Form 1040-NR

As one of the most complex tax situations that you could find yourself in, figuring out the way to report earnings as a non-resident alien of the United States can be extremely difficult. Those who fall under this status are people who are not citizens of the U.S. and have not established permanent residence yet. Anyone outside of those two classes, with certain exceptions, will have to file a so-called Form 1040NR. It is fairly similar to the regular form 1040 that other taxpayers have to file. The “NR” portion of it, which stands for “non-resident” alien, however, brings in some modifications.

Who Must File?

Merely being a non-resident alien does not immediately mean that the filing of Form 1040NR has been triggered. In order for the government to be eligible to take taxes from you, there have to be U.S.-based earnings involved. That means that only non-resident individuals who receive W-2 wages, 1099 independent contractor earnings, and other forms of income will have to pay U.S. tax.

To accurately determine if your status falls under this category, you must consider the substantial presence test. This is what guides people who do not have citizenship or permanent residency when it comes to their tax-filing status. The math is straightforward as you simply need to conclude if you spent 31 days or more in the U.S. in the current year and a total of 183 days during the current and two prior years. If the answer is yes, you will qualify for tax residency and you must file a regular Form 1040. If not, however, you have to take a careful look at Form 1040NR instructions before you start filling in the numbers.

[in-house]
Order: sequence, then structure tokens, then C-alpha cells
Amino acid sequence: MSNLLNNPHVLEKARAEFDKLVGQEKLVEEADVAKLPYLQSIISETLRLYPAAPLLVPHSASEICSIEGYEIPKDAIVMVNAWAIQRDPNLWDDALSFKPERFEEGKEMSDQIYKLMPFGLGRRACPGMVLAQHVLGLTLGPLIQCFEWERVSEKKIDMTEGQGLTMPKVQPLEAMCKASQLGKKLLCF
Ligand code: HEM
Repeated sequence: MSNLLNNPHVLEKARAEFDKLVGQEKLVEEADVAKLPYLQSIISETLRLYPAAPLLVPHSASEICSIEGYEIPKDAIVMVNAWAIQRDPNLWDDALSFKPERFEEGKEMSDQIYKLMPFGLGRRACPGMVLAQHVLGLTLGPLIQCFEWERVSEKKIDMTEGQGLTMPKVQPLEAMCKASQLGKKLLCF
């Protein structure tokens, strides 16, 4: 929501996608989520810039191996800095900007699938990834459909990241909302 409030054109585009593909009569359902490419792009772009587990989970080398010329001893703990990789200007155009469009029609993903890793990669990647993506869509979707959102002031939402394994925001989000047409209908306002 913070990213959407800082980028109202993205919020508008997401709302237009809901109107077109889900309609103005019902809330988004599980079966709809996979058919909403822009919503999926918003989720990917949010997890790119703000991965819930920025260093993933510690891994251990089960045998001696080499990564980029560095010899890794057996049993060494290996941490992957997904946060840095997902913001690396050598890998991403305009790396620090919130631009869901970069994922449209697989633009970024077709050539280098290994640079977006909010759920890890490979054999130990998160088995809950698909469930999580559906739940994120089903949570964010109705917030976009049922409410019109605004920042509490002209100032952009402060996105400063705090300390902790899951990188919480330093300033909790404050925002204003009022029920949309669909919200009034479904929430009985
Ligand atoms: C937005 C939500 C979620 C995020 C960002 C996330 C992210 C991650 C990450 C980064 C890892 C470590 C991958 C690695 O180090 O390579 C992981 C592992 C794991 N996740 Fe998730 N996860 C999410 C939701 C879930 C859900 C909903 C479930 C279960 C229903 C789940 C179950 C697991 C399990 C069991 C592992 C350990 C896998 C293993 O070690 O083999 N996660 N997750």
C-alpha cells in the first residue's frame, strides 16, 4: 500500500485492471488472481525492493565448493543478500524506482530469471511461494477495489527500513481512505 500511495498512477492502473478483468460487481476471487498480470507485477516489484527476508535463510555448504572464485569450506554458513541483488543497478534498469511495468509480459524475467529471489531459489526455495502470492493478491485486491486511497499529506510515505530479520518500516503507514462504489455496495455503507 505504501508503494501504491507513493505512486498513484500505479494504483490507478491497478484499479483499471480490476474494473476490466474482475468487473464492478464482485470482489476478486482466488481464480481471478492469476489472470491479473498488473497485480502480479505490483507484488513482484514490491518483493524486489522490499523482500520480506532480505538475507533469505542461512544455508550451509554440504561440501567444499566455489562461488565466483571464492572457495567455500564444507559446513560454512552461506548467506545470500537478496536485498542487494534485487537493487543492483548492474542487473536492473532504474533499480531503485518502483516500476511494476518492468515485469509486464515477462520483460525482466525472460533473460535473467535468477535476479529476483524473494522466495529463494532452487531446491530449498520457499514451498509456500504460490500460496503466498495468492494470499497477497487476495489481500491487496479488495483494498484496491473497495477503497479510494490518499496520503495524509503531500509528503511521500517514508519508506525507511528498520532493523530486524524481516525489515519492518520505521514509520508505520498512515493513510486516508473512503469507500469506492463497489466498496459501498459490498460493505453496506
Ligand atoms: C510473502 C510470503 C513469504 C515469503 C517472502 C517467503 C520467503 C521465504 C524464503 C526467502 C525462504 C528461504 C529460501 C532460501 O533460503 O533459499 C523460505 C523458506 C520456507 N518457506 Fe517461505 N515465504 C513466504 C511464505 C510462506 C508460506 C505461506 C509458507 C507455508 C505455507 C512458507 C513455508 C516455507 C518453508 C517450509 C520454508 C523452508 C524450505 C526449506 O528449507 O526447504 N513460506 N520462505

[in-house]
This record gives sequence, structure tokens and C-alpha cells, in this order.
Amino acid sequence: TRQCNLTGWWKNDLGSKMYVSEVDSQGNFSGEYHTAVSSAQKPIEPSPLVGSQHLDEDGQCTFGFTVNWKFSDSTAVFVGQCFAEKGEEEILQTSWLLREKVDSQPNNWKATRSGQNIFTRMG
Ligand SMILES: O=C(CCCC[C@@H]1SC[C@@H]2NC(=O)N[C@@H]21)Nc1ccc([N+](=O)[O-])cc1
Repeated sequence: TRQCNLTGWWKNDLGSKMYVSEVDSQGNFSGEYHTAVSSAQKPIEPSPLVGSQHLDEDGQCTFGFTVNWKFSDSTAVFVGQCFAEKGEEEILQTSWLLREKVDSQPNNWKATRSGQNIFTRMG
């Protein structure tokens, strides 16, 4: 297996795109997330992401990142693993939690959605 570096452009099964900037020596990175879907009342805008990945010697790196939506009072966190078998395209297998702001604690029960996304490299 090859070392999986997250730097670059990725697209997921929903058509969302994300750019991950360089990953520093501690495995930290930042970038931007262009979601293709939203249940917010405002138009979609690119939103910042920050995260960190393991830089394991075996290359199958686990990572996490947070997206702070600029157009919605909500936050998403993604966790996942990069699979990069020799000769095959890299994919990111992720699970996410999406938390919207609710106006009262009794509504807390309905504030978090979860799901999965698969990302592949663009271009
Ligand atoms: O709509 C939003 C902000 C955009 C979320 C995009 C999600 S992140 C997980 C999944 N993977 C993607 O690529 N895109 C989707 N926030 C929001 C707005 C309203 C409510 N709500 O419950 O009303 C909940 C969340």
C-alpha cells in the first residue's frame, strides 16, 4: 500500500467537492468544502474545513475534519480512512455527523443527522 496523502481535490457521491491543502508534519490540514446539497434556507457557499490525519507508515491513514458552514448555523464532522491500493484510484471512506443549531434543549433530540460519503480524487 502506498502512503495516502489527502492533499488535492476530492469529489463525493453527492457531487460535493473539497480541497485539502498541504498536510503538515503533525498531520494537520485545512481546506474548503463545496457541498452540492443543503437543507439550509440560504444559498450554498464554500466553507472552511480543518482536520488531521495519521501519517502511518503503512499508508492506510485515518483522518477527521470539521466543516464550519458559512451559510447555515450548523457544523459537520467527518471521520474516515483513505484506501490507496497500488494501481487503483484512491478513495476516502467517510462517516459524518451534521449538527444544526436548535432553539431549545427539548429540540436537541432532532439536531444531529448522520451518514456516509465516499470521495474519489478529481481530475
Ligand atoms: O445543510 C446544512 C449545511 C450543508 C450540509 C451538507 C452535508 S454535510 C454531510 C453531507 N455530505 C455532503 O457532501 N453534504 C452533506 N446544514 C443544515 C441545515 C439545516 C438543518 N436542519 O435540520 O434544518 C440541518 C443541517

Most Common Users of Non-Resident Alien Form

A very common group of people who have to file the Form 1040NR are international students attending high school or college education through study or exchange visas known as F-1 and J-1. Their situation is often the epitome of who the IRS meant to apply the law to. Occasionally, however, the situation tends to get a little tricky as most students spend multiple years pursuing their degrees. If they reach a point where they satisfy the substantial presence test, they are automatically granted tax residency and must file the regular Form 1040 for the year in which the test was passed.

Simplifying the Process

As with all other types of reporting, the IRS lets non-resident aliens report their earnings through a 1040NR EZ. Unlike the full-length form that spreads over five pages and contains more than a hundred lines, 1040NR EZ only has two pages and less than 30 number-based lines. Since the vast majority of the lines have been removed, you will only be allowed to file the shorter form if your income comes from the following sources:

  • Wages and salaries;
  • Tips;
  • Tax refunds;
  • Taxable scholarships;
  • Fellowship grants.

If you also need to report things like passive income related to capital gain or loss, interest, real estate, and similar, you must utilize the longer form.

Obtaining an Identification Number

As a non-resident alien, you will only have a social security number if you already held a sponsored job and got a social security card based on an employer-provided letter of proof. Many individuals do not meet this requirement and have no social security number to connect to their tax return. This is where the Individual Taxpayer Identification Number (ITIN) comes in. The ITIN is available to most non-resident aliens as it is the only form of identity verification that they can rely on. To get the number, you have to file Form W-7, which is the IRS Application for Individual Taxpayer Identification Number, alongside proper paperwork proving that you are indeed a foreign national who is a non-resident alien. If you already have a social security number (SSN), remember that there is no need to file for an ITIN because the IRS will take the SSN instead.